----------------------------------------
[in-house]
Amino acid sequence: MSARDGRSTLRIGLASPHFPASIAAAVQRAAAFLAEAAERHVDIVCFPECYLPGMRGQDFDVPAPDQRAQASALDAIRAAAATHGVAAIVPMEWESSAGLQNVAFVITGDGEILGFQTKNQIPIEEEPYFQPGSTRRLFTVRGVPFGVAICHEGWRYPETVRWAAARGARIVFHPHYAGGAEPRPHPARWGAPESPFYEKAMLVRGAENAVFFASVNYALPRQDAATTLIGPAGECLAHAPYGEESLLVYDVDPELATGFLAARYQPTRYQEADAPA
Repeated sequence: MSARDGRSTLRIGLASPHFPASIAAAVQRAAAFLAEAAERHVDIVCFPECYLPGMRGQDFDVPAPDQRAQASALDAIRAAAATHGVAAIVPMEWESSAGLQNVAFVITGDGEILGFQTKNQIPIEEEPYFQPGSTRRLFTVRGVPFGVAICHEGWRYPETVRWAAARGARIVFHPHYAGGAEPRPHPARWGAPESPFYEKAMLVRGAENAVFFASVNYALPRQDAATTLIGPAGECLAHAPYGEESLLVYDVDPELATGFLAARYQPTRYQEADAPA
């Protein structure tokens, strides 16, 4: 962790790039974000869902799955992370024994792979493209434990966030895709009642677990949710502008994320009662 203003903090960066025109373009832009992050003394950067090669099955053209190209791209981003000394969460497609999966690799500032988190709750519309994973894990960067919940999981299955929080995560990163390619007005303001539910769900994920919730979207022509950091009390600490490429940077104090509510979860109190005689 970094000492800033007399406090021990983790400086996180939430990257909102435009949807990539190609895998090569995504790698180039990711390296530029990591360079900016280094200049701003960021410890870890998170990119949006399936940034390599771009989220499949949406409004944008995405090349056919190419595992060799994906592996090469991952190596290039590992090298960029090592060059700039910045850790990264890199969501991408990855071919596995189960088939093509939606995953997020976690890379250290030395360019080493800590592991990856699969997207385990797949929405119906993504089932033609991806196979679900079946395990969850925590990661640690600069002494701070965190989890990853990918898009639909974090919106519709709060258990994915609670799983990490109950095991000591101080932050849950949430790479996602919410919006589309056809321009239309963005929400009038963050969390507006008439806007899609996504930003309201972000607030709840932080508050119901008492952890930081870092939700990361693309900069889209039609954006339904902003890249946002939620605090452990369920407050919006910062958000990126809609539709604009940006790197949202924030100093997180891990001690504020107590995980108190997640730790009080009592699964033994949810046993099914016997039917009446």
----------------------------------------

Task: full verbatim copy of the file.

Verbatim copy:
[in-house]
Amino acid sequence: MSARDGRSTLRIGLASPHFPASIAAAVQRAAAFLAEAAERHVDIVCFPECYLPGMRGQDFDVPAPDQRAQASALDAIRAAAATHGVAAIVPMEWESSAGLQNVAFVITGDGEILGFQTKNQIPIEEEPYFQPGSTRRLFTVRGVPFGVAICHEGWRYPETVRWAAARGARIVFHPHYAGGAEPRPHPARWGAPESPFYEKAMLVRGAENAVFFASVNYALPRQDAATTLIGPAGECLAHAPYGEESLLVYDVDPELATGFLAARYQPTRYQEADAPA
Repeated sequence: MSARDGRSTLRIGLASPHFPASIAAAVQRAAAFLAEAAERHVDIVCFPECYLPGMRGQDFDVPAPDQRAQASALDAIRAAAATHGVAAIVPMEWESSAGLQNVAFVITGDGEILGFQTKNQIPIEEEPYFQPGSTRRLFTVRGVPFGVAICHEGWRYPETVRWAAARGARIVFHPHYAGGAEPRPHPARWGAPESPFYEKAMLVRGAENAVFFASVNYALPRQDAATTLIGPAGECLAHAPYGEESLLVYDVDPELATGFLAARYQPTRYQEADAPA
């Protein structure tokens, strides 16, 4: 962790790039974000869902799955992370024994792979493209434990966030895709009642677990949710502008994320009662 203003903090960066025109373009832009992050003394950067090669099955053209190209791209981003000394969460497609999966690799500032988190709750519309994973894990960067919940999981299955929080995560990163390619007005303001539910769900994920919730979207022509950091009390600490490429940077104090509510979860109190005689 970094000492800033007399406090021990983790400086996180939430990257909102435009949807990539190609895998090569995504790698180039990711390296530029990591360079900016280094200049701003960021410890870890998170990119949006399936940034390599771009989220499949949406409004944008995405090349056919190419595992060799994906592996090469991952190596290039590992090298960029090592060059700039910045850790990264890199969501991408990855071919596995189960088939093509939606995953997020976690890379250290030395360019080493800590592991990856699969997207385990797949929405119906993504089932033609991806196979679900079946395990969850925590990661640690600069002494701070965190989890990853990918898009639909974090919106519709709060258990994915609670799983990490109950095991000591101080932050849950949430790479996602919410919006589309056809321009239309963005929400009038963050969390507006008439806007899609996504930003309201972000607030709840932080508050119901008492952890930081870092939700990361693309900069889209039609954006339904902003890249946002939620605090452990369920407050919006910062958000990126809609539709604009940006790197949202924030100093997180891990001690504020107590995980108190997640730790009080009592699964033994949810046993099914016997039917009446």